Pete Carroll pumped his fist too much. He threw back his head and cheered too much. His words ran together so quickly at times, it seemed he was hyperventilating.

He was the head coach of the New England Patriots for the 1997, 1998 and 1999 seasons. He followed the sharp-tongued grandeur that was Bill Parcells, and gave way to the dour and brilliant Bill Belichick. He was very quotable, could be goofy and gave every impression he was in over his head. He heard the laughter right up to his firing by the owner, Bob Kraft.

Early Sunday night, Pete Carroll will take his Seattle Seahawks onto the field at MetLife Stadium in New Jersey to play Peyton Manning and the Denver Broncos in the Super Bowl. The television cameras will catch Carroll laughing at some point. If the Seahawks do win, the last laugh will most certainly be his.

Fifteen years after you laughed at Carroll, here’s your chance to laugh with him. Take it. If Seattle’s defense stops Manning’s offense and the Seahawks win, the laughter should set Patriots fans free. No more guilt at running a good man but a not-ready-for-prime-time football coach out of Foxborough. No more worry that Manning will replace Tom Brady in the pantheon of great NFL quarterbacks.

At least not for this year.

I was part of the Patriots media mob during the Carroll years. We went from Parcells, who could belittle with a phrase, to a head coach who wanted to befriend. Carroll inherited a locker room of hardened Parcells holdovers. His Joe College, rah-rah optimism did not play well.


Who knows when the disconnect between head coach and players started. It was visible after the 28-10 loss to Green Bay on the Monday night before Halloween in 1997. The old Foxboro Stadium crowd turned nasty as Carroll and the Patriots ran off the field at the end to the chant of “First-and-1. First-and-1. First-and-1.”

The Patriots had a first down at the Packers’ 1 and couldn’t score. A Curtis Martin run for no gain and three straight Drew Bledsoe incompletions. That Green Bay had beaten the Patriots in the Super Bowl nine months earlier in New Orleans was salt in the wound.

After the goal-line stand the Packers scored on a 99-yard drive. More salt.

In the old stadium, the media would stand behind the end zone during the last minutes of the game. It enabled us to get to the postgame interview room quicker. It also allowed us to hear the crowd up close and personal. As Carroll left the field I heard one voice cry out: “We need a coach, not a friend.”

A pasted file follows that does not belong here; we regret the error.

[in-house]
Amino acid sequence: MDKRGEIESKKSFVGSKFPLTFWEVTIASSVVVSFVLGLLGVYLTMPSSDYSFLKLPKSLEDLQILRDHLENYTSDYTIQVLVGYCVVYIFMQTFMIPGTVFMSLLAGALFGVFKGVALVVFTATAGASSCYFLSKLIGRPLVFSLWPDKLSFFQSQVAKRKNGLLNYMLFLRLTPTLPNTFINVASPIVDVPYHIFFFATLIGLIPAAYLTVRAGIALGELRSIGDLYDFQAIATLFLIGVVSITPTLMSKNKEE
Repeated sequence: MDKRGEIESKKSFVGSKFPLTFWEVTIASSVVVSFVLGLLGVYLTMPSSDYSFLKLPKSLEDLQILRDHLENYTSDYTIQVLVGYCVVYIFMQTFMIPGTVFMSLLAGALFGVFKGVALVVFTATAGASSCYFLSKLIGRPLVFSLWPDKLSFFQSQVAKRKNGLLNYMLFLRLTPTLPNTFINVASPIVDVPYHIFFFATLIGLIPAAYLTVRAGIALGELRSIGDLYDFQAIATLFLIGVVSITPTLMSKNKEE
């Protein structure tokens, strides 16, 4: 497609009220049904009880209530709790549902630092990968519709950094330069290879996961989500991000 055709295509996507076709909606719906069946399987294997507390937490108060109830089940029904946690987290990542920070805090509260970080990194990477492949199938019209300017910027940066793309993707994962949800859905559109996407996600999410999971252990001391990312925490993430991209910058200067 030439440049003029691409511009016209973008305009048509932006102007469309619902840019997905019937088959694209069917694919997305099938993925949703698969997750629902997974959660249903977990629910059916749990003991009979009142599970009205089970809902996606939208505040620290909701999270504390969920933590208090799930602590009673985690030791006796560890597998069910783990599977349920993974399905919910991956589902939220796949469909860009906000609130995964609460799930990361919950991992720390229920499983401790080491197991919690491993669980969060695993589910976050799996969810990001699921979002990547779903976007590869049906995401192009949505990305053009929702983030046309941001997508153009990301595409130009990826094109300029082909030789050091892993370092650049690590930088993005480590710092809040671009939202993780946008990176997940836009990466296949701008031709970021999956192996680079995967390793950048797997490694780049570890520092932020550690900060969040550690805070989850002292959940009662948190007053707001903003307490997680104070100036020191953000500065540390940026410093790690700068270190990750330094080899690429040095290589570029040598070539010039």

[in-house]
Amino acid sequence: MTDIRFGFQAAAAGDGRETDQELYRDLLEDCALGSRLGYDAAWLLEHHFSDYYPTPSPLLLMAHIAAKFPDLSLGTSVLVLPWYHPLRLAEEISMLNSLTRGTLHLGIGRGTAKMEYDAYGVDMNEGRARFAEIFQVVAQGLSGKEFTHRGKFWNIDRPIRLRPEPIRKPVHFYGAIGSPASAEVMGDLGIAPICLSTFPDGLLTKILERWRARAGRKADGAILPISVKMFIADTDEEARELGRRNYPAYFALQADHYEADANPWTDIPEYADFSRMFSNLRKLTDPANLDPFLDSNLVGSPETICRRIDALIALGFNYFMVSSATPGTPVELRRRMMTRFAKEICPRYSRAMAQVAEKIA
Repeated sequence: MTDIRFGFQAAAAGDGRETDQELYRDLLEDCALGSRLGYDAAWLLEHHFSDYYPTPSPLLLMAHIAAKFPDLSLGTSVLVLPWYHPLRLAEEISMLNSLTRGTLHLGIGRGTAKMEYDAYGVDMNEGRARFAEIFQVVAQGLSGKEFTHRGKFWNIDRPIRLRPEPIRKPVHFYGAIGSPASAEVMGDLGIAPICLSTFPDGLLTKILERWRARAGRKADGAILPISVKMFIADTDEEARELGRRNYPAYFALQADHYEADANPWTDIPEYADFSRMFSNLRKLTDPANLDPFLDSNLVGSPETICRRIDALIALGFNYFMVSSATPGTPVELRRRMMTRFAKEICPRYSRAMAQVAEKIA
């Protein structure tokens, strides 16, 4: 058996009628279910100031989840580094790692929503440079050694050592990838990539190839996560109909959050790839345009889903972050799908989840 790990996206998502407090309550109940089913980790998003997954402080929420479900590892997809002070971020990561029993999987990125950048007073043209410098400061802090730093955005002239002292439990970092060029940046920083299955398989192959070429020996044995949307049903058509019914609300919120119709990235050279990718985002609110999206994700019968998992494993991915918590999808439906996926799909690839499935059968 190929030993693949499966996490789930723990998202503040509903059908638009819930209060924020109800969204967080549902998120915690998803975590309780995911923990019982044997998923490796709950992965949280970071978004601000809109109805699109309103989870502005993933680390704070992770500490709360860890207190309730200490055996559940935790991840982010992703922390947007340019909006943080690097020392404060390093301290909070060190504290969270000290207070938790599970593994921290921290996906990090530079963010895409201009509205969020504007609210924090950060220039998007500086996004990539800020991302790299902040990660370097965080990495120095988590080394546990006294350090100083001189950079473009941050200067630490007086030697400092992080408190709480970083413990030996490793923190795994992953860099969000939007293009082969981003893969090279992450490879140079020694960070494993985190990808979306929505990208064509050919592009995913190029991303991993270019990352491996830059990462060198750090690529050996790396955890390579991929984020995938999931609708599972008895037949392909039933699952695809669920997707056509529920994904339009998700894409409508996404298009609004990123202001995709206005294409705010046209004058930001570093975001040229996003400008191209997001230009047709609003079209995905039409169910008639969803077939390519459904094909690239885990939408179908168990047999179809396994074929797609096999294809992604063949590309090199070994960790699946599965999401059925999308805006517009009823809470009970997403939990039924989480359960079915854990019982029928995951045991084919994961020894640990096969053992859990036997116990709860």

Less than three months later, the Pittsburgh Steelers ended the Patriots’ season 7-6 in the AFC playoffs. In the locker room afterward there were angry words between the offense and defense. Ty Law, the cornerback, got in the middle: “We don’t point fingers around here.”

The 1998 season wasn’t much better. The Patriots reached the playoffs but lost their first game. A year later they were 8-8, didn’t make the playoffs and Carroll was gone. He knew it before the season ended. The day after Christmas that year, the Patriots lost to Buffalo. Adam Vinatieri missed two field goals. Make one and the Patriots win.


Carroll, as he typically did, looked up into the grandstand as he left the field. He couldn’t miss the hand-painted signs on bed sheets and cardboard calling for his head. “No repeat for Pete” was one of the few phrases I could repeat in a family newspaper. Days before the loss, damning talk was heard: Some or many players had already quit on Carroll.

Carroll resumed his coaching career at the University of Southern California. His teams went to the national championship game three straight years. There were national titles in 2003 and 2004 although the second one was vacated after running back Reggie Bush was found to have broke NCAA rules with a sports agent.

Carroll was caught up in the backlash. He moved on to Seattle.

If the Seahawks win, Carroll joins Jimmy Johnson (University of Miami, Dallas Cowboys) and Barry Switzer (Oklahoma and Cowboys) as the only coaches to win a college national championship and the Super Bowl.

Listen to the laughter.

Steve Solloway can be contacted at 791-6412 or at:

Twitter: SteveSolloway

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